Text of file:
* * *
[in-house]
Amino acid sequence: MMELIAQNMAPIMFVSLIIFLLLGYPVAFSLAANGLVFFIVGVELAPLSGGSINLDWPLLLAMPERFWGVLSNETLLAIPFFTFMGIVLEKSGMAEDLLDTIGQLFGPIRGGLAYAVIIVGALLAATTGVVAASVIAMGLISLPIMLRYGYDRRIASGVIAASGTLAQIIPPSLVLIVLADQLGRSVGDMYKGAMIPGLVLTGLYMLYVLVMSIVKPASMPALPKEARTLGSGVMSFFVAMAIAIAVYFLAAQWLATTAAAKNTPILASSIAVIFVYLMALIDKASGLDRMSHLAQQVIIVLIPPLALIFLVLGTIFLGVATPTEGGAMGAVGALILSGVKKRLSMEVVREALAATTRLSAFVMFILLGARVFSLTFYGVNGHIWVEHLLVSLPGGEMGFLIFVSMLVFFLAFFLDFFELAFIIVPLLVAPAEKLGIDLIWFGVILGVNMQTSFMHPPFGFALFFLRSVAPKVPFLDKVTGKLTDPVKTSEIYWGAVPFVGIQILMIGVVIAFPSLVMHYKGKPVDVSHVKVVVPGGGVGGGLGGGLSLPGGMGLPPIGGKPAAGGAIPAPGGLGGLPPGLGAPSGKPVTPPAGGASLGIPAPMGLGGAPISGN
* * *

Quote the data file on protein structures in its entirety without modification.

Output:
[in-house]
Amino acid sequence: MMELIAQNMAPIMFVSLIIFLLLGYPVAFSLAANGLVFFIVGVELAPLSGGSINLDWPLLLAMPERFWGVLSNETLLAIPFFTFMGIVLEKSGMAEDLLDTIGQLFGPIRGGLAYAVIIVGALLAATTGVVAASVIAMGLISLPIMLRYGYDRRIASGVIAASGTLAQIIPPSLVLIVLADQLGRSVGDMYKGAMIPGLVLTGLYMLYVLVMSIVKPASMPALPKEARTLGSGVMSFFVAMAIAIAVYFLAAQWLATTAAAKNTPILASSIAVIFVYLMALIDKASGLDRMSHLAQQVIIVLIPPLALIFLVLGTIFLGVATPTEGGAMGAVGALILSGVKKRLSMEVVREALAATTRLSAFVMFILLGARVFSLTFYGVNGHIWVEHLLVSLPGGEMGFLIFVSMLVFFLAFFLDFFELAFIIVPLLVAPAEKLGIDLIWFGVILGVNMQTSFMHPPFGFALFFLRSVAPKVPFLDKVTGKLTDPVKTSEIYWGAVPFVGIQILMIGVVIAFPSLVMHYKGKPVDVSHVKVVVPGGGVGGGLGGGLSLPGGMGLPPIGGKPAAGGAIPAPGGLGGLPPGLGAPSGKPVTPPAGGASLGIPAPMGLGGAPISGN